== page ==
MONEYVAL: Fifth Round Evaluation Report on Romania
29 January 2024
andras_csuri_1fc5ccbce0.jpg Dr. András Csúri

On 18 July 2023, Moneyval published its fifth round evaluation report on Romania with the following key findings. In general, the report found that Romania has taken a number of actions to strengthen its legal and institutional AML/CTF framework since the country’s last evaluation in 2014; however, these efforts only show moderate levels of effectiveness in all areas but international cooperation.

The country demonstrates a good grasp of ML risks but less understanding of TF risks. The law enforcement authorities (LEAs) have access to a wide range of financial, administrative, and law enforcement information. Still, financial intelligence is accessed and used only to some extent because of a lack of technical resources and limited human resources allocated to the financial intelligence unit in the National Office for the Prevention and Control of Money Laundering (NOPCML-FIU). This hampers the quantity and quality of financial intelligence provided by the NOPCML-FIU to support the operational and strategic needs of its partners. Even so, the competent authorities use the information mainly to investigate predicate offences rather than ML offences.

The report is critical towards the lack of an overarching national AML/CFT strategy ensuring a consistent approach and methodology in AML/CFT across all areas. Insufficient communication, cooperation, and systematic coordination was demonstrated between the various prosecutors’ offices. The investigation and prosecution of ML is not being pursued as an overall priority. The laundering of tax predicates and laundering of the proceeds of corruption are adequately resourced and effectively conducted. Investigations and prosecutions into human and drug trafficking focus on the predicate crimes rather than the laundering of those predicates. Specialised resources and training are necessary in this field. Convictions for ML concern mainly self-laundering and a handful of third-party ML or standalone cases; the sanctions seem low and not dissuasive. Other findings of the report include the following:

  • Romania actively applies measures to confiscate criminal proceeds. However, effective confiscation in third party and standalone cases of proceeds located abroad are rare. Confiscation of suspicious cross-border transportation of cash is not pursued as a policy objective, the amount of falsely detected or undeclared cross-border transactions of currency are low, and the sanctions applied (fine or confiscation) are rare and not dissuasive. Additional resources to conduct financial investigations as well as practical guidance and training for prosecutors and LEAs is necessary to pursue the confiscation of criminal proceeds in more complex cases;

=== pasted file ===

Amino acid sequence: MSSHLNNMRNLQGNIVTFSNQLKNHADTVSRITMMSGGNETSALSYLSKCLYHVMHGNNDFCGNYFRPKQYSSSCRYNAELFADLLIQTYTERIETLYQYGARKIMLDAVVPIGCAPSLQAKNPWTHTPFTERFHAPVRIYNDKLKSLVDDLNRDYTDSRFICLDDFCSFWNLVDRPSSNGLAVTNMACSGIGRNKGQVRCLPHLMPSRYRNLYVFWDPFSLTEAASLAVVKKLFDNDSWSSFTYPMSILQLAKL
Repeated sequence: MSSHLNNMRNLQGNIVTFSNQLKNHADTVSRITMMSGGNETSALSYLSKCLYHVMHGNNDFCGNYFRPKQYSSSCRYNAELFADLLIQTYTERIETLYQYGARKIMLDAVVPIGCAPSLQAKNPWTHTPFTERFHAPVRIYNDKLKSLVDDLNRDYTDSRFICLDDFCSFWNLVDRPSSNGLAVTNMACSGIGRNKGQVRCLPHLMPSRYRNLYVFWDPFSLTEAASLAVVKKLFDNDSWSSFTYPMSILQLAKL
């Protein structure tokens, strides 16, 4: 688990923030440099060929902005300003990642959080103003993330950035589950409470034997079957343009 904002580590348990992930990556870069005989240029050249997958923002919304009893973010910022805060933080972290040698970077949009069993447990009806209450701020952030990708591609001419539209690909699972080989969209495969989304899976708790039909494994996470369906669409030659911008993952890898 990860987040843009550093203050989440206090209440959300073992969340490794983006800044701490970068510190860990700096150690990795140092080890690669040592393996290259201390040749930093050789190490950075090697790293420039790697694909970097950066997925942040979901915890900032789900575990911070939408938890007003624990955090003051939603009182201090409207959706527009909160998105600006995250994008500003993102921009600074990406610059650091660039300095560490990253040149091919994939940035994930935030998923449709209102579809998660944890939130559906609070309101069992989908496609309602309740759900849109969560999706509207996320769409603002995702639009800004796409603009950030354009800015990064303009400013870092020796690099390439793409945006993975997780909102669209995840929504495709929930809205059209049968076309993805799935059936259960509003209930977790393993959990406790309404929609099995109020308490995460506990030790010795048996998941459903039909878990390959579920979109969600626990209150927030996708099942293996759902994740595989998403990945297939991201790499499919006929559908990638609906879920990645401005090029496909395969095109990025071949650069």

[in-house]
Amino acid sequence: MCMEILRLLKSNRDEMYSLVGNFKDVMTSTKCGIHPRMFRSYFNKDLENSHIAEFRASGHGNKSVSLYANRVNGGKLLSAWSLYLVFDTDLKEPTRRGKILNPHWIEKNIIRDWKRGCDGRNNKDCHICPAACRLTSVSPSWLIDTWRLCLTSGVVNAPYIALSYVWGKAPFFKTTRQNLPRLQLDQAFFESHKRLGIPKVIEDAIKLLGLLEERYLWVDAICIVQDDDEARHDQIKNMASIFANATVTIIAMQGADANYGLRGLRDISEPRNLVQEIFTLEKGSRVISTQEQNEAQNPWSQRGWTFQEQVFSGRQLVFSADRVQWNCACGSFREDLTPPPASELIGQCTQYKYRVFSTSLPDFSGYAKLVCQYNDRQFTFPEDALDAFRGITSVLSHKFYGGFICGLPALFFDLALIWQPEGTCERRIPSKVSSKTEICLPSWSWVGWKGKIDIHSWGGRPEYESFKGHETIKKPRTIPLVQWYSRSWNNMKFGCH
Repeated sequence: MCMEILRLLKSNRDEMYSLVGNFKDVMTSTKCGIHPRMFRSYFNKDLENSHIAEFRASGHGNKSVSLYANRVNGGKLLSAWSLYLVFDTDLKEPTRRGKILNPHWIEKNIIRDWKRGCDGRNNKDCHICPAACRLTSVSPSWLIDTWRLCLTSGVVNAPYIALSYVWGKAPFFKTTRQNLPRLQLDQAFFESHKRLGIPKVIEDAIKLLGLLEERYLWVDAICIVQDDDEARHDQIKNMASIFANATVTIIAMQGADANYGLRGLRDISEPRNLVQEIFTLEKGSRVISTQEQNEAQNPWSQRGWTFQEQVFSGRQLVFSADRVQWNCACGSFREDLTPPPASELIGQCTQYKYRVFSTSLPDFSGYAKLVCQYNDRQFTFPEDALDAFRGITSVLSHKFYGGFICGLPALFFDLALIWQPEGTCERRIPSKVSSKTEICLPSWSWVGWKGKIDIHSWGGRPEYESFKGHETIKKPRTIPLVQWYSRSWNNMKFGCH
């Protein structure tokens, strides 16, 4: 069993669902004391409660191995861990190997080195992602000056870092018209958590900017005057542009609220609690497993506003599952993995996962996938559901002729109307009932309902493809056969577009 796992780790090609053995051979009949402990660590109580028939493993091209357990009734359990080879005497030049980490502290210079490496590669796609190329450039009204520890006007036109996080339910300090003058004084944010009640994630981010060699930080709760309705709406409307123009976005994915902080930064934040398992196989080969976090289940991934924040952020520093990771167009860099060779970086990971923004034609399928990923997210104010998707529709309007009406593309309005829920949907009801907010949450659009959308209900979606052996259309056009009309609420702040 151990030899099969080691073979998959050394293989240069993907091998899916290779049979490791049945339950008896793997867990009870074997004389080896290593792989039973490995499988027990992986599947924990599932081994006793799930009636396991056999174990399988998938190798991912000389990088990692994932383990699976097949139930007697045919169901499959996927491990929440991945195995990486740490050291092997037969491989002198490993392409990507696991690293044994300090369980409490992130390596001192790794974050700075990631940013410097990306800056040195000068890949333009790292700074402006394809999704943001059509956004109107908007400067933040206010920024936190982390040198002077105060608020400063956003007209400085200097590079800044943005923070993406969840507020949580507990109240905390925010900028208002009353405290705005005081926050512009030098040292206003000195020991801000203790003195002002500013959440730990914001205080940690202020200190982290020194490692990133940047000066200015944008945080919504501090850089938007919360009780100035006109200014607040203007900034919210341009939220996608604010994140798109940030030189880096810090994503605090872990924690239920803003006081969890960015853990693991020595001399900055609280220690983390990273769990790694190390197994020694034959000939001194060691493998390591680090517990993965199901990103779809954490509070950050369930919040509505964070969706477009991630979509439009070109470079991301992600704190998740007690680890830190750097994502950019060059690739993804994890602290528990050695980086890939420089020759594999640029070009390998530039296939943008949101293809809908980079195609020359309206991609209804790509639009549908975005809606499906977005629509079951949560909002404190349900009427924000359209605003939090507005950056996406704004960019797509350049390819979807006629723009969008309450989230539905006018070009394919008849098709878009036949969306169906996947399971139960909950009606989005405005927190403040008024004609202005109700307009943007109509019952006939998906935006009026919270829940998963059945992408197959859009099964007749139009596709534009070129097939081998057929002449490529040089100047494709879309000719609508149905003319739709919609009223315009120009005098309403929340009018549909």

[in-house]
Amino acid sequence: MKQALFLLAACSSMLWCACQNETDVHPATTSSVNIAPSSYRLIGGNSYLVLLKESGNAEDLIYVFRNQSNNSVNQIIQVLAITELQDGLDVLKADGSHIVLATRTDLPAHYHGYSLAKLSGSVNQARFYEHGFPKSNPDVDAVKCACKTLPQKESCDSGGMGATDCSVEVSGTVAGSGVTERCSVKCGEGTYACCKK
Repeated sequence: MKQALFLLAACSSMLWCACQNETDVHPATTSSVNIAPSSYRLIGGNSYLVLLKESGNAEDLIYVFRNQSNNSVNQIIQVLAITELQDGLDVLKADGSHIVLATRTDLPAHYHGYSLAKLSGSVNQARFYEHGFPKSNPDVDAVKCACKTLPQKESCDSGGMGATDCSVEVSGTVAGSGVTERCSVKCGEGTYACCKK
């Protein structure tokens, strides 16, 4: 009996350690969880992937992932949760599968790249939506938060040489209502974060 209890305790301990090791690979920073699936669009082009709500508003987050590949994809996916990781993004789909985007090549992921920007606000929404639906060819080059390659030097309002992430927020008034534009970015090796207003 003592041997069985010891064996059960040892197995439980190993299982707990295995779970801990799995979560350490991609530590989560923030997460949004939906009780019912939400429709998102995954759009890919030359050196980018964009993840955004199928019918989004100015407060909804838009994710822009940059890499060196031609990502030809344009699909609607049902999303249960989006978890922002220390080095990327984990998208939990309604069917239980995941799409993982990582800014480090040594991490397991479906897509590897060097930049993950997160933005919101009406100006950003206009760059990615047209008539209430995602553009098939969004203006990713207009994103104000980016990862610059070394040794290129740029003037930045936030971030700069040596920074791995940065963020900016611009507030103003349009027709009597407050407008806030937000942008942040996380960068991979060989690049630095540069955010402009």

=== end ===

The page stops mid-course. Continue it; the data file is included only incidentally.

• The National Terrorism Strategy dates from 2002, and there is no specific policy for TF. A full understanding of the specific roles that might be played by the terrorist financier was not demonstrated. The concentration of the relevant agencies – the Romanian Intelligence Service (RIS) and the Directorate for the Investigation of Organised Crime and Terrorism (DIOCT) – is mainly on the prevention and disruption of terrorism rather than on detecting, investigating, and prosecuting TF per se;
  • Banks and larger financial institutions (FIs) demonstrate a fairly good understanding of targeted financial sanctions (TFS) requirements and implementation practices, while designated non-financial businesses and professions (DNFBPs) and virtual asset service providers (VASPs) have less understanding of TFS requirements. The detection of indirect links and close associations with sanctioned entities and individuals is a concern in all sectors, and there is no risk-based regulatory and oversight framework for the non-profit sector;
  • In general, banks demonstrated a good grasp of ML and TF risks. The understanding of ML risks in non-bank FIs, including payment institutions (PIs), was also generally good, but the understanding of TF risks less pronounced. Customer due diligence (CDD) measures as applied by obliged entities are generally risk-based, but this is not the case for exchange offices and most DNFBPs;
  • The most robust AML/CFT risk-based approach is applied by the National Bank of Romania (NBR), which supervises the most material FIs. NBR engagement occurs frequently, but it operates on a rather ad hoc basis. ML/FT risks are taken into consideration to some extent by the Financial Services Authority and the NOPCML. The supervision of VASPs has only recently started. As a rule, remedial measures are applied; the effectiveness of sanctions has not yet been demonstrated;
  • Although the understanding of risk of abuse of legal persons by the authorities is greater than that in the national risk assessment (NRA), the level of risk is higher than that recognised by the authorities (medium level), at least to some extent. Important steps have been taken to prevent misuse of legal persons, including the development and use of public registries;
  • Although Romania has a sound legal framework for international cooperation, a significant lack of reliable data and statistics hinders the authorities’ ability to demonstrate effectiveness in this area. Romania has neither a central case management system in place nor formalised guidelines for prioritisation of incoming requests. This significantly hinders the authorities’ ability to monitor and follow up requests for assistance. Assistance provided to other countries is constructive and delivered on a timely basis in most cases.

Romania is expected to report back to MONEYVAL under the enhanced follow-up reporting process in May 2025.

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Council of Europe Money Laundering Terrorism


Dr. András Csúri

Vienna University of Economics and Business